Those who live along Bayberry Hill Road should probably be thankful that their address is neither Wenbos Lane nor Boswen Drive, both of which were originally used for the development.
According to the map of the subdivision, Wenbos Lane was the portion from Branchville Road to the circle. The circle itself was known as Boswen Drieve. Both names still appear on some deeds for houses in this subdivision.
"Wen" and "Bos" were, not surprisingly, the developers, Norwalkers Raymond D. Winnik and George Bossert. They seemed fond of such names, calling their corporation the Stam-Nor Holding Company.
Also not surprisingly, residents of the road petitioned in 1959 to have the names changed and, after several possibilities were mulled over, the Board of Selectmen chose Bayberry Hill.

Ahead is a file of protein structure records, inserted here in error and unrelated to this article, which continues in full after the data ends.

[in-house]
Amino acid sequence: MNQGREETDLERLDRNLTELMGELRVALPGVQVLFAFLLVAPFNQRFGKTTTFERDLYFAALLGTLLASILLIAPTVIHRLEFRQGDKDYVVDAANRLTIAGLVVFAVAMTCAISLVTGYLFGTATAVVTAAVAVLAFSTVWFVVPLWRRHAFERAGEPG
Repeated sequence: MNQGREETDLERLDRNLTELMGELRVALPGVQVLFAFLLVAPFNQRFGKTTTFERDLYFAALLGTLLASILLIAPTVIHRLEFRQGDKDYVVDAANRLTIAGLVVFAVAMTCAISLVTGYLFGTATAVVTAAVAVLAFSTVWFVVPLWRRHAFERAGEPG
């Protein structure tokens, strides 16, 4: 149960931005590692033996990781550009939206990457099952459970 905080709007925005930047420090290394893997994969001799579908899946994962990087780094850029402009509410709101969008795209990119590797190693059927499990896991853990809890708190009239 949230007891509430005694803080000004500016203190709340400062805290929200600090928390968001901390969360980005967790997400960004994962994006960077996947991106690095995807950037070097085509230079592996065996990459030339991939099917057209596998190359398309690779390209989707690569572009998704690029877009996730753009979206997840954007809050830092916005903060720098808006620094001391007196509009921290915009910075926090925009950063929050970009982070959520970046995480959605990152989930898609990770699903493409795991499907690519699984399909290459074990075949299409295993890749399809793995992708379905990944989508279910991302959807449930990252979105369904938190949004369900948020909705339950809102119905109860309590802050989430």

Wepack was an Indian name for the territory at Long Pond, mostly now in Lewisboro, but which would have included some land still remaining in Ridgefield where West Mountain Road crosses into New York state.
The name appears in the settlers' fourth purchase of land from the Indians. In the 1727 deed, "we Taporneck & Moses, Indians belonging to Wepack or long pond so Called, & Richard and Samm Indians, belonging to ammawogg," sold territory, most of which went to New York Colony in the 1731 transfer of the Oblong (q.v.).
The deed nicely points out that Wepack is Long Pond or at least, at Long Pond. Long Pond is an area now consisting of three ponds: Lakes Oscaleta, Rippowam and Waccabuc. Back at the time of the settlement of this territory, the three bodies of water were probably considered one long pond - hence the common name, Long Pond, used into the mid-19th Century. Swamps connected with these mostly New York bodies of water extend into Ridgefield.